In the 5th, he gave up a two-out double and got out of it by striking out Pivetta after the Cards gave the IBB to the 8th place hitter. In the 6th, Kendrick - who got on from a walk - ran towards second and Lyons had him fooled. But he threw it too high towards first and Kendrick took third as well. But with one out, he struck out Altherr and got Joseph to slowly ground out. And in the 7th, two straight singles put runners on the corner with only out. Again, Lyons came through with a key strikeout, this time to Knapp. To put the finishing touch on his outing, he struck out pinch-hitter Ty Kelly. In five days, it is possible Lyons, who threw 57 pitches, will take Wacha’s spot in the rotation.

In the 8th, the Cardinals continued their comeback with an opposite-field rocket by Jose Martinez on the first pitch. This homer would have been a homer in probably every park. 5-4 Phillies. After Brebbia relieved Lyons (and Martinez got double switched in, replacing Piscotty - more on that in the notes), Hector Neris came into close the game for the Phillies. He was enthusiastically greeted with a dead center home run by Pham to tie the game.

In the 9th, Brebbia got the first out, but after he allowed a single to Maikel Franco, got removed in favor of Brett Cecil. I’m not sure if Cecil is back fully yet, but he’s pitching much better. Herrera hit into a potential double play ball that was not a double play ball because Herrera is very fast. Then Freddy Gavlis hit a groundball down the third base line and well, remember when I said Herrera was very fast? Well he’s not The Flash. Pham played the ball well and when he grabbed the ball Herrera was just rounding around the Phillies third base coach’s stop sign. Like he JUST touched third base. Pham fired an accurate throw towards the plate and Herrera just kind of walked into the out at that point. It was a truly terrible, game-changing decision by Herrera.

And then Herrera got taken out of the game for that. Edubray Ramos, who is 0-5 on the year and picked up the loss last night after walking his only two batters before the Cardinals exploded, gave up a leadoff double to Martinez. Ramos then balked Martinez over to 3rd somewhat amazingly. Matt Carpenter did not have the best game and that continued here as he looked at strike three with no argument, which means you know it was a strike. With the pitcher’s spot on deck due to the double switch, Fowler got the IBB to bring up pinch-hitter Aledmys Diaz. Again, amazingly Ramos then somewhat inexplicably tried to pick off Fowler, but threw it wild and the Cardinals had the lead because of a balk and a throwing error basically. A single by Yadier Molina gave the Cards a two-run cushion.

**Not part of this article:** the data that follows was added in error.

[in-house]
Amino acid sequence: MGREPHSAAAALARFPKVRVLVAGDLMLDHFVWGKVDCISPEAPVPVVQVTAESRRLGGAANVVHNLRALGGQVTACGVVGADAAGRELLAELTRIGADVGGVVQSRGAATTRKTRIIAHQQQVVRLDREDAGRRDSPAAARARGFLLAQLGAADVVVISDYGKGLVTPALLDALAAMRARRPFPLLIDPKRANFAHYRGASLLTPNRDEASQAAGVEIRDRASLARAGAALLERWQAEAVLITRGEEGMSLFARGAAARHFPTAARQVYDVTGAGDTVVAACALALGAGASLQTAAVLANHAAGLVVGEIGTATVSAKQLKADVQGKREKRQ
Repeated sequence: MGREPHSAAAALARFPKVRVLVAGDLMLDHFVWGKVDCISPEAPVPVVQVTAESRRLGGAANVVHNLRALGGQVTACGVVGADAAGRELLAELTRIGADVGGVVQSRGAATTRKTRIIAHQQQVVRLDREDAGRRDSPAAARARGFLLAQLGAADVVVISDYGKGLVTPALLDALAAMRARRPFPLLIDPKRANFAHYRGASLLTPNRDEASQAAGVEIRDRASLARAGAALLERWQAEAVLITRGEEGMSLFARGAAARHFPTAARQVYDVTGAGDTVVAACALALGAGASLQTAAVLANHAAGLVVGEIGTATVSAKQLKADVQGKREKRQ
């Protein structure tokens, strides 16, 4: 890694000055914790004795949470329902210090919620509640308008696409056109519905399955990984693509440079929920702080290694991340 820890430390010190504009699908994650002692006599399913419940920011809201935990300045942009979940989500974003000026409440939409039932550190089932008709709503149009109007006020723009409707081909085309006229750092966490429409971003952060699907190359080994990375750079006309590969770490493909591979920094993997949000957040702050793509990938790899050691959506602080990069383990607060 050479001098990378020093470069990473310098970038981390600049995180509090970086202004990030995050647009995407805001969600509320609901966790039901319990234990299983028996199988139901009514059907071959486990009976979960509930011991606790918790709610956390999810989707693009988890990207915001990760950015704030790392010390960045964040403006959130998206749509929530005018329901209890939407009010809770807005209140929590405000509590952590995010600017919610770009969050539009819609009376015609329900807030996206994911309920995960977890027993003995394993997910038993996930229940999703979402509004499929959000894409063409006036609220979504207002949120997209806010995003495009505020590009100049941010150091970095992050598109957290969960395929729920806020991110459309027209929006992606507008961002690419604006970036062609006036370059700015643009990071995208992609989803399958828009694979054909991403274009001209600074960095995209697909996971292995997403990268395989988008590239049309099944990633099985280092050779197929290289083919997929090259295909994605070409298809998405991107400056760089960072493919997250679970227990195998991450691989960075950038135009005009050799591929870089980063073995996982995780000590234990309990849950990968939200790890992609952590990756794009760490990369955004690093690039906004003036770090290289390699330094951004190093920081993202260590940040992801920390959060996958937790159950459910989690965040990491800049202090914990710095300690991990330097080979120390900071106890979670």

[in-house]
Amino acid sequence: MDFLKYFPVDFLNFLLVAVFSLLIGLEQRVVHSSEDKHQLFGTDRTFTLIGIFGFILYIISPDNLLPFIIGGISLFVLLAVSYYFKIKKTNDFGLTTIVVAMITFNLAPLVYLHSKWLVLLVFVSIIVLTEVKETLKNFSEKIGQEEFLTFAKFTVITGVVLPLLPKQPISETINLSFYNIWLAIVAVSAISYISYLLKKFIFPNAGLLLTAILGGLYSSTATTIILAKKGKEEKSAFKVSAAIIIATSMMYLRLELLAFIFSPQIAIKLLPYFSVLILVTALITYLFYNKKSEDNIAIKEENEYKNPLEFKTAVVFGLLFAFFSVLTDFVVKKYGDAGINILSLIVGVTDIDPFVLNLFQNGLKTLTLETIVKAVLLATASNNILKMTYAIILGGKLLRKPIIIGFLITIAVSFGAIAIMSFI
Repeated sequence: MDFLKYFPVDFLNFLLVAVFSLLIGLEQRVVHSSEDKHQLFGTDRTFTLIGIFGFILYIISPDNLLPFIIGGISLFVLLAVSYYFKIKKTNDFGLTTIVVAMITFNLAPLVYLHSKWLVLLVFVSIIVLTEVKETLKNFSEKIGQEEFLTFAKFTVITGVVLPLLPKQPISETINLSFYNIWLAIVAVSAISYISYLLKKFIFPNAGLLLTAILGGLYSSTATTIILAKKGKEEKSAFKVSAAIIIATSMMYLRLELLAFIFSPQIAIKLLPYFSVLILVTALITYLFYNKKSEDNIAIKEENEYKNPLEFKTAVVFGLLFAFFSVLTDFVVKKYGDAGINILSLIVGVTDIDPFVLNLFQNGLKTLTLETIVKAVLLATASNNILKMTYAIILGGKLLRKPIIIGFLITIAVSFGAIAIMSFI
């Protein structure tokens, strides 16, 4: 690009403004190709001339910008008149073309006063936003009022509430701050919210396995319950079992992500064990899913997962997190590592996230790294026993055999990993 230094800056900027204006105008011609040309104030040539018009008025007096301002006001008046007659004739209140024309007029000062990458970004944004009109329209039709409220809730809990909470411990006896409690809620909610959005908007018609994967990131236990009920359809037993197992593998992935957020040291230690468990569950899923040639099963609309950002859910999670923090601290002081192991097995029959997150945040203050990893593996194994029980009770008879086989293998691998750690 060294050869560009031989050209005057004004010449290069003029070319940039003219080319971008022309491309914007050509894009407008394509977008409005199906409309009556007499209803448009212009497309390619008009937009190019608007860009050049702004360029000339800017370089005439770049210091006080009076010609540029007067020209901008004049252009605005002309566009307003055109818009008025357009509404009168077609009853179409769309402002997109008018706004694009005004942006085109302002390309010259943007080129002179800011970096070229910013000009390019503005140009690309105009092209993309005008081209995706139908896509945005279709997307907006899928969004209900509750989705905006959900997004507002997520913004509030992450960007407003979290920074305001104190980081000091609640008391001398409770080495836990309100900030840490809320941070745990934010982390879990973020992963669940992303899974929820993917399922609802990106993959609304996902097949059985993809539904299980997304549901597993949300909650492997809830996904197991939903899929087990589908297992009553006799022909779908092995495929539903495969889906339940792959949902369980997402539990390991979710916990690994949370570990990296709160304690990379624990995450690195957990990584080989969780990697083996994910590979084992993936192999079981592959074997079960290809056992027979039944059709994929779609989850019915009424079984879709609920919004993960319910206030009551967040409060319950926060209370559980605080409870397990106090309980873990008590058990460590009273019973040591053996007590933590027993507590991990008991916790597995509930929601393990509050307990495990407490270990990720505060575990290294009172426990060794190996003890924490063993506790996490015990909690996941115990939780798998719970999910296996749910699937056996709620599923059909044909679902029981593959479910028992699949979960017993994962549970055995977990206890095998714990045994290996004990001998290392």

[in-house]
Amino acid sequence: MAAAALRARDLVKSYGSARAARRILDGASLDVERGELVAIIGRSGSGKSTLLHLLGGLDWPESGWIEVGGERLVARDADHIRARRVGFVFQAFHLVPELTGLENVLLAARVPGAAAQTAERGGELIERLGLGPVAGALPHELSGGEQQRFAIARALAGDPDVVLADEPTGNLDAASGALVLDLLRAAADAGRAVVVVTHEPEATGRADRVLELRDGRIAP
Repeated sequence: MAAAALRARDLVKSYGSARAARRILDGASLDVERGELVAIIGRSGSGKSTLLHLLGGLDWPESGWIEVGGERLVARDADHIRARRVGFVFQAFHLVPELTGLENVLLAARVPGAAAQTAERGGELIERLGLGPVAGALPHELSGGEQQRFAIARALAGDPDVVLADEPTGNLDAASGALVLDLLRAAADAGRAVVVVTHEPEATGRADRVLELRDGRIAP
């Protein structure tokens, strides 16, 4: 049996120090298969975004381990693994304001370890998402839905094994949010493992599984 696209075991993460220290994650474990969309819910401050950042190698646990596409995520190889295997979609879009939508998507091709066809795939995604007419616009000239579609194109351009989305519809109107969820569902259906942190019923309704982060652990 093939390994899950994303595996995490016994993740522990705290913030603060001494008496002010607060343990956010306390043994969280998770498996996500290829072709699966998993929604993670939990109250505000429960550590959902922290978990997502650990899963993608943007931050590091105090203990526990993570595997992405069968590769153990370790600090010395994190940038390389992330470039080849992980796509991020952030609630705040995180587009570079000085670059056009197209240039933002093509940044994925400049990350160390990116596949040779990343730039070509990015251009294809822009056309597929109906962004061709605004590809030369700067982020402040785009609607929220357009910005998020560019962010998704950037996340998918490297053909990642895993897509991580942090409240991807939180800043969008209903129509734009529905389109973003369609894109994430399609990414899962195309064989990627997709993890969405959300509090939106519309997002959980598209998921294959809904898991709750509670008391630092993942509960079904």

That proved important when Seung Hwan Oh allowed a ball that was about as close to a homer as you can get. Martinez played it off the well perfectly and kept him to a single it was hit so hard. Rookie Cameron Perkins hit a pop up that fell between the infield and outfield to score the 6th run. Oh ultimately got it together and got a slow roller from Kendrick and a strikeout to Altherr for the 7-6 win.


  • Wacha final line: 4 IP, 5 runs (2 ER), 3 Ks, BB, 9 hits allowed. This is basically Wacha’s sixth straight bad start. The only exception was against, oddly enough, the Phillies, where he went 6 innings and allowed only two runs, but he had 2 Ks and 2 BBs so that wasn’t really a good start either. This may possibly be the very last time we see Wacha starting a game for the Cardinals, as weird as that sounds.
  • Matheny does not know the purpose of the double switch, and hilariously, it worked out perfectly for him somehow. After Martinez pinch-hit, he took out Piscotty and kept Martinez in the game. Piscotty was in the 3 hole. We were potentially going into extra innings. Why the hell would you surround all your good hitters with a pitcher’s spot, where - with a short bench - there’s the danger that an actual pitcher will have to bat in an important spot. The other reason for a double switch is so a pitcher can go two innings, but I don’t want Brebbia pitching in the 9th inning of a tie game anyway when Rosenthal was apparently available. Martinez later scored the winning run so baseball does not care if the moves you make are smart or not.
  • He also double-switched out Fowler and put Diaz in LF, but I think Fowler may have injured himself so I’m going to hold off blaming him for this.
  • Pham actually had a weird night: he hit two homers and struck out three times. You don’t see that everyday.
  • Paul Dejong went 0-4 with 4 Ks today. His plate discipline numbers have been pretty awful so far.
  • I was a little unfair to Jedd Gyorko above, in the sense that I didn’t really give him a lot of credit for his great game. He went 3-4 with a BB, including A TWO-RUN HOME RUN. Yes, Gyorko can hit more than just solo shots sometimes.
  • Can we play the Phillies every game? Oh, we have just one more game against them this year? Bummer.

Tomorrow, the Cardinals go for the sweep and a 6-0 record against the Phillies and they have a pretty shot because Carlos Martinez is pitching. He’s facing Aaron Nola, who’s also pretty good. We have an early day game tomorrow at 12 PM CT and most of us will probably miss a lot of the game, if not all of it.